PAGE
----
If you’ve been following the Art of Manliness for awhile now, you’ve likely caught on to the influence that the classical cultures of Greece and Rome exert on a lot of our content. We promote an idea of “manliness as virtue” that was espoused by both of these ancient civilizations. And there’s a reason for that: In college, I majored in “Letters” — a degree program connected with the Classics Department. I studied Latin and took classes on the history of freedom in both ancient Greece and Rome. I read and discussed the Greek tragedies and even took an entire course on Ovid. It’s during this time that I developed a deep and lasting love for classical culture; despite having graduated from college nearly ten years ago, I’m still reading and pondering the works of Homer, Plato, and Cicero.
An understanding of the culture, philosophy, and literature of antiquity has greatly enhanced my life, and it’s an education I think every man should be well-versed in. Even if you didn’t study the classics in high school or college, there’s a case to be made that you should begin doing so now. Below are eight reasons why every man should dive into the classics, as well as a list of suggested works to get you started.
1. Enhances your cultural literacy.
Do you know what it means when someone is said to be facing a choice “between Charybdis and Scylla”? Do you understand the reference to someone having “crossed the Rubicon”? Does it make sense to you to hear Alexander Hamilton called the “American Cicero”?
Western culture is infused with references to the history and literature of classical Greece and Rome. With just a passing allusion to an ancient myth or story, an artist, author, or statesman can pack a mighty rhetorical punch. But for that punch to land, the audience must have fluency in the symbols and ideas of the classical era.
Unfortunately, because fewer and fewer people study the classics in high school or college, fewer and fewer are able to grasp the significance of classical allusions in literature, poems, and even film. Without that cultural knowledge of the Greeks and Romans, these folks are missing out on a much richer and deeper intellectual and emotional encounter with these works. Heck, even watching a movie like O’ Brother, Where Art Thou? is more enjoyable when you’re well-versed in Homer’s Odyssey.
If you’d like to make art and even politics more vibrant and vital in your life, then start boning up on the ancient classics. You’ll be amazed at the new insights you’ll uncover in your favorite books or movies, and you’ll be better able to engage in meaningful dialogue with your family, friends, and community:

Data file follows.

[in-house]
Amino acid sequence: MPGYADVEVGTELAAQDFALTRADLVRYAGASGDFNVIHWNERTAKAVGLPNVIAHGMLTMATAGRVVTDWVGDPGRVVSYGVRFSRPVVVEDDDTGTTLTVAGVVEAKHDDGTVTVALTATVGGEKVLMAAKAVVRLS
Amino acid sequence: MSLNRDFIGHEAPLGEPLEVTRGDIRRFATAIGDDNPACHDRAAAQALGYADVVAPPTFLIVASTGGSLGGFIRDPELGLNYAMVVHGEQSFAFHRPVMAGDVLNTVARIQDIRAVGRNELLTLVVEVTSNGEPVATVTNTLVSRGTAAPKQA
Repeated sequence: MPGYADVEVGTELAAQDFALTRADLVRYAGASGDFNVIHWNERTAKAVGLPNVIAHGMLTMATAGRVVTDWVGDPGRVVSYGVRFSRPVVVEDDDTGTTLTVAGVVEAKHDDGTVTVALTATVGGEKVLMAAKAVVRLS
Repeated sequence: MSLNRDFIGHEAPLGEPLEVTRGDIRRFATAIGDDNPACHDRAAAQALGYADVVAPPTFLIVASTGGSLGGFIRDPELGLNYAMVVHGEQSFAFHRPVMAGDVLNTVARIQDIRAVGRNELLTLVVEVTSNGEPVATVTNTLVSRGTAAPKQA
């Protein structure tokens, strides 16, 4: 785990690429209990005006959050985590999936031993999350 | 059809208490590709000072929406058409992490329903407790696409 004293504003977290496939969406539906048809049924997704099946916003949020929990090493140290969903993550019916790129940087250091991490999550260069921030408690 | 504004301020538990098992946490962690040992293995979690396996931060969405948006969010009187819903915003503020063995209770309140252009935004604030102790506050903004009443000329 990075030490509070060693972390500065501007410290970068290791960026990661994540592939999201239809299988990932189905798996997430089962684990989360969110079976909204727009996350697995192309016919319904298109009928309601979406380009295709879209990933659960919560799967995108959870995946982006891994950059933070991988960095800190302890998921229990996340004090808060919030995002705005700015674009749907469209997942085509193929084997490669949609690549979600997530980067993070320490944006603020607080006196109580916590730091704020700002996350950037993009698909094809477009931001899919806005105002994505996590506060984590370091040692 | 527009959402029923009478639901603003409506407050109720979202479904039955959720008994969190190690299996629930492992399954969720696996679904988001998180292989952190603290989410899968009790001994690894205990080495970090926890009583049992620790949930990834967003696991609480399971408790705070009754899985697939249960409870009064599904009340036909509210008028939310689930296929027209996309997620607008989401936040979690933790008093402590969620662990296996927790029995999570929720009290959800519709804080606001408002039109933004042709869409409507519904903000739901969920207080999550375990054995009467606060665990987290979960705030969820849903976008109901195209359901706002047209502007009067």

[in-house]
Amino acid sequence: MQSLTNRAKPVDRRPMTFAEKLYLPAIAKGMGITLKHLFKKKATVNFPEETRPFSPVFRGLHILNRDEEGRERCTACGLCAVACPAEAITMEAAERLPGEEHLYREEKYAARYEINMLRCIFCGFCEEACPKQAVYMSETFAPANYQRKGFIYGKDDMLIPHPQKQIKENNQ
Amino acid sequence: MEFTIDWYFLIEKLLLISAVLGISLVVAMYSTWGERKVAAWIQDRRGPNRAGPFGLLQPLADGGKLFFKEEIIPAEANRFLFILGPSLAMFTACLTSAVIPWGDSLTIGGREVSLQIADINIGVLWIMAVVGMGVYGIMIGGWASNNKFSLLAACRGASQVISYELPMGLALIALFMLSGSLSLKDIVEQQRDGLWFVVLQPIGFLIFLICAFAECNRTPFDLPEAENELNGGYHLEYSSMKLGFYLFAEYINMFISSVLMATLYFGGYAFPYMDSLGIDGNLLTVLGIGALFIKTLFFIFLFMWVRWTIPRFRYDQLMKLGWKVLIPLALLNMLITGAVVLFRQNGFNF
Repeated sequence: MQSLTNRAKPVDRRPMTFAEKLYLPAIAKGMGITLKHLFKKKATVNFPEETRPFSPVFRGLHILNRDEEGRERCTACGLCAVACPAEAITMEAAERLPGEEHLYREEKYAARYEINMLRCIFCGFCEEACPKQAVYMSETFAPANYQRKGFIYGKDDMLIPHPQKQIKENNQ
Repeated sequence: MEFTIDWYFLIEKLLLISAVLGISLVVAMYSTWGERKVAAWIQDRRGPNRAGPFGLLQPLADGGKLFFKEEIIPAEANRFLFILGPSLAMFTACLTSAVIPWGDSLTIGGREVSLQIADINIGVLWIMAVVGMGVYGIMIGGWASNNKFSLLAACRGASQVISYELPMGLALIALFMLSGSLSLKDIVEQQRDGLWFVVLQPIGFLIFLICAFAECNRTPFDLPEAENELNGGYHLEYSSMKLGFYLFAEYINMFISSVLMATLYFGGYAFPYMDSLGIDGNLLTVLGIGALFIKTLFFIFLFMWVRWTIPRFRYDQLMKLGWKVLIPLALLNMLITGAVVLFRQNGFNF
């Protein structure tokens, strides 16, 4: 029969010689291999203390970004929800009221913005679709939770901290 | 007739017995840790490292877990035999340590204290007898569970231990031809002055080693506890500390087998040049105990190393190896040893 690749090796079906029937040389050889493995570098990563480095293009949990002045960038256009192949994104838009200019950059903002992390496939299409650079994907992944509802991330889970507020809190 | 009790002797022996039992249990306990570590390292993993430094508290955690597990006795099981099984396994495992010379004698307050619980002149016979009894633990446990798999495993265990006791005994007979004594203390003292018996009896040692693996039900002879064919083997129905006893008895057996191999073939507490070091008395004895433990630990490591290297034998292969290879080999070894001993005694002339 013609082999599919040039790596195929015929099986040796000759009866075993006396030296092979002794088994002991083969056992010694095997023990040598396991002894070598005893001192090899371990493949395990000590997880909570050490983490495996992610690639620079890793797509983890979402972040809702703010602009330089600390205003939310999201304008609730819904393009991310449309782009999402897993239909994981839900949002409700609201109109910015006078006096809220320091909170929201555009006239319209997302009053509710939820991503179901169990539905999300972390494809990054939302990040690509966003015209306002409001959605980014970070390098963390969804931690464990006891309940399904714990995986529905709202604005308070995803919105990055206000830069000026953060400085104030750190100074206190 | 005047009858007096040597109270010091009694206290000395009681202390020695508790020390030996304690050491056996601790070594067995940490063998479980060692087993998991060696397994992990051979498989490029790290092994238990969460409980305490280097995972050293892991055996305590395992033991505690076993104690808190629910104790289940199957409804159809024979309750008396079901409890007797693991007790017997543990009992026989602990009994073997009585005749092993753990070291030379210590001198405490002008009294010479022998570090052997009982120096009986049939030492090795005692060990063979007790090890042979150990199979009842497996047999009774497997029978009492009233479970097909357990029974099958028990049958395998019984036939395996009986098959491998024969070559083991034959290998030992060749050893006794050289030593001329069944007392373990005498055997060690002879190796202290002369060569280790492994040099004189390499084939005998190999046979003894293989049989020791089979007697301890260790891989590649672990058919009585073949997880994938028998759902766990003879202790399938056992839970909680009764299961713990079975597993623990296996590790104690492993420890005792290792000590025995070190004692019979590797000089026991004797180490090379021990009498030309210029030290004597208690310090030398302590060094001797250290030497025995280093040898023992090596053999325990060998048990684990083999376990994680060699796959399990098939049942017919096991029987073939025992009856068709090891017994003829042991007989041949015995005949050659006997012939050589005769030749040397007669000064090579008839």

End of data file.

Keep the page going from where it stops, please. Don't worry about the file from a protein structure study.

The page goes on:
2. Allows you to take part in the “Great Conversation.”
When the famous Great Books curriculum was created in the 1930s at the University of Chicago, its purpose was to acquaint students with the primary source texts that had played a fundamental role in shaping Western thought and culture. University president Robert M. Hutchins wanted Americans to be able to take part in what he called “the Great Conversation.” For him, this universal dialogue was made up of the deep discussions which form around the philosophical pursuit of Truth, which began with the ancient Greeks and continues today.
Topics of the Great Conversation concern the Big Ideas that philosophers, theologians, and artists have been mulling over for thousands of years. What is justice? What is true friendship? What is love? What is honor? How do you live a good life?
Like any discussion that you take part in, to actively participate in the Great Conversation, you need to have an idea of what’s already been said; you don’t want to be the guy who jumps in and blurts out things that make no sense. Lots of people today are willing to state their opinion on the Big Ideas in life without having taken the time to study the threads of discussion that have come before them. They think they’re contributing to the conversation, but they come off like anyone who jumps into a discussion without bothering to get filled in on what’s already been said — their thoughts are fragmentary, out-of-turn, needlessly repetitive, and lacking in context.
Getting “filled in” on the Great Conversation requires you to go back and read the ancient classics. For example, to understand any philosophers from the 18th, 19th, and 20thcenturies, you first have to achieve an understanding of the philosophy of Plato and Aristotle. No philosophy exists in a vacuum; rather, all philosophers have been having an extended conversation with each other for thousands of years, whether explicitly or implicitly. And the origin of this conversation traces back to ancient Athens. Once you’ve got this foundation down, from there you can see how successive philosophers have added, transformed, and rebutted what came out of that city-state. And then, at last, you can start making your own constructive contributions to the Great Conversation.
3. Allows you to see the interconnectedness of ideas.
Our educational system has become increasingly specialized. We’ve created artificial barriers between different fields of study. When you’re in history, you largely just focus on history. When you’re studying physics, you mostly focus on physics. Historian Richard Weaver referred to this as the “fragmentation” of knowledge.
But when you read the classics, those walls disappear. For the ancient Greeks and Romans, all knowledge was interconnected. When you read The Histories by Herodotus, you’ll see him connect historical events to political theory, anthropology, and even geography. Plato doesn’t just muse about Truth, Justice, and Beauty, but also math and physics. The Roman Stoics weren’t just interested in learning how to live in alignment with Nature, but also how to govern empires and interact with people you don’t get along with…